What ever,I really wish you well and 99% of people on this forumn are absolute diamonds when it comes to advice.
Regards and good luck on your mission
Antric
 20 January 2016 08:44 AM
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dustydazzler

Posts: 1332
Joined: 19 January 2016

thanks for the replies, it does prove you can resume a trade after a prolonged period away. i guess i have just got more used to driving round doing quotes and shuffling catalogues and paper around my desk rather than running in 100s of metres of twin and earth and chopping boxes in etc. i sold 99% of my van stock off when i needed the money along with some of my tools that weren't being used and just collecting dust. i don't need the fall back of a fixed wage 12 months per year , so perhaps over the spring/summer i might look to pick up some small local work. i have kept an eye on the regs and followed the ho hah of partp etc. when i went to electrical college in the 90's you just got on with the job and issued the certs direct to the customer no need to notify the building inspector etc. if i am looking for some work with local sparks in my area is it ok to ask via this forum page?
 20 January 2016 11:07 AM
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tattyinengland

Posts: 984
Joined: 23 November 2006

Dustydazzler - depending on where you live, a short stint working for agencies in the maintenance sector (commercial offices especially, factories are much more difficult ) would be a great way to get back on the horse.

You are almost always part of a team, the pay is better than working as an installation spark (employed) and you are almost never rushed off your feet - you get time - and you tend to do the components part of the work rather than running boring old cable around. It'll get you thinking about electrical circuitry too.

Often you get a planned maintenace sheet where you just have to check existing wiring - again time is given - to just look at the wiring, tighten up the various bits and pieces and study what you see in front of you.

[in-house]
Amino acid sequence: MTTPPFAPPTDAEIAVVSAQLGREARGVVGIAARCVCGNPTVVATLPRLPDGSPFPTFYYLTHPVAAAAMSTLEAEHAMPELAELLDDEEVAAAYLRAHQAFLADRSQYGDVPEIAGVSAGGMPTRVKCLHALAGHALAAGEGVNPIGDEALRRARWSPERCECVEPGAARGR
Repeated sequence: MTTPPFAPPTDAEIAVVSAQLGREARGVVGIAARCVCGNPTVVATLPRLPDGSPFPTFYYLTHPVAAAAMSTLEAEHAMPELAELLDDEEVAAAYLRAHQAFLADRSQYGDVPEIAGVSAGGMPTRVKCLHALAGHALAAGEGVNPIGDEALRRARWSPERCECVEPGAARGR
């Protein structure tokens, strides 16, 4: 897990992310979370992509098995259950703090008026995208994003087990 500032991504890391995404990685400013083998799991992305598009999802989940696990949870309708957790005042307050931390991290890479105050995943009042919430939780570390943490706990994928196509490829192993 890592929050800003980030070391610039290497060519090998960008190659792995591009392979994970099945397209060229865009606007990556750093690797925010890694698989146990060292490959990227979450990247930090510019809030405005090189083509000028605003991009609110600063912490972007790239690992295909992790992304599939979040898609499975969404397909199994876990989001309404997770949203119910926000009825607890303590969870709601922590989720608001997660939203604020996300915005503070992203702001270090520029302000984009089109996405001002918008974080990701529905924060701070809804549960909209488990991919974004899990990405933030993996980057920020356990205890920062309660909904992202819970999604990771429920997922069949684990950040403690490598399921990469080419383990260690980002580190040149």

Mostly as part of a team - you have someone to ask if you dont understand; only the supervisor is expected to know everything.

Definitely get your 17th edition too; very important.

Good luck

Kind Regards

Tatty
 20 January 2016 11:53 AM
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3Wires

Posts: 149
Joined: 22 August 2014

great advice there (isnt it always on here). All the best with it Dusty, i am sure you will soon be rocking.
 20 January 2016 11:58 AM
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dustydazzler

Posts: 1332
Joined: 19 January 2016

again , thanks for the advice. i live surrey and hold c&g 2360 pt 1 and pt 2 which completed around 15 years ago we used the blue book at the time 16th ed i think. if anyone could recommend a good agency or perhaps even a electrical contractors i could contact in due course. as tattyinengland mentions a placement in planned maintenance could be a good option. i have done some subby working doing office refits but it was a long time ago so i would be rusty. many thanks
 20 January 2016 12:19 PM
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3Wires

Posts: 149
Joined: 22 August 2014

i think the best thing (assuming you still want domestic) - is to get registered with one of the third party bodies and get in touch with letting agencies, builders etc. if its just you - you dont need as much to fill your diary as a contractor with 10 vans on the road. just my 2 pence worth!